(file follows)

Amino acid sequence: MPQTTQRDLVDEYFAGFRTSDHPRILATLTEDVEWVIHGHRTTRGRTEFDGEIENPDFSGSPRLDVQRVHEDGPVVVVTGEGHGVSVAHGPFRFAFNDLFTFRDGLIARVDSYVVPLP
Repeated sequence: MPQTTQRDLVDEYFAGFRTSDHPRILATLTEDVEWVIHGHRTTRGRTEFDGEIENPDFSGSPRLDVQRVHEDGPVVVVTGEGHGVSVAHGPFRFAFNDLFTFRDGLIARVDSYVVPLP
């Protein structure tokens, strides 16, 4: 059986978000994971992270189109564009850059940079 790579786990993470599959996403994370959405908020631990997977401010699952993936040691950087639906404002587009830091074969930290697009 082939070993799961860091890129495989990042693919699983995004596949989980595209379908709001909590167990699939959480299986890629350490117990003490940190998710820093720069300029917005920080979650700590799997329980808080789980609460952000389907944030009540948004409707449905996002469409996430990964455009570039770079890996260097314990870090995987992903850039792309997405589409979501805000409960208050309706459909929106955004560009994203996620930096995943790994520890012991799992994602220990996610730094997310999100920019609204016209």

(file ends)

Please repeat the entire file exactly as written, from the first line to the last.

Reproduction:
Amino acid sequence: MPQTTQRDLVDEYFAGFRTSDHPRILATLTEDVEWVIHGHRTTRGRTEFDGEIENPDFSGSPRLDVQRVHEDGPVVVVTGEGHGVSVAHGPFRFAFNDLFTFRDGLIARVDSYVVPLP
Repeated sequence: MPQTTQRDLVDEYFAGFRTSDHPRILATLTEDVEWVIHGHRTTRGRTEFDGEIENPDFSGSPRLDVQRVHEDGPVVVVTGEGHGVSVAHGPFRFAFNDLFTFRDGLIARVDSYVVPLP
């Protein structure tokens, strides 16, 4: 059986978000994971992270189109564009850059940079 790579786990993470599959996403994370959405908020631990997977401010699952993936040691950087639906404002587009830091074969930290697009 082939070993799961860091890129495989990042693919699983995004596949989980595209379908709001909590167990699939959480299986890629350490117990003490940190998710820093720069300029917005920080979650700590799997329980808080789980609460952000389907944030009540948004409707449905996002469409996430990964455009570039770079890996260097314990870090995987992903850039792309997405589409979501805000409960208050309706459909929106955004560009994203996620930096995943790994520890012991799992994602220990996610730094997310999100920019609204016209």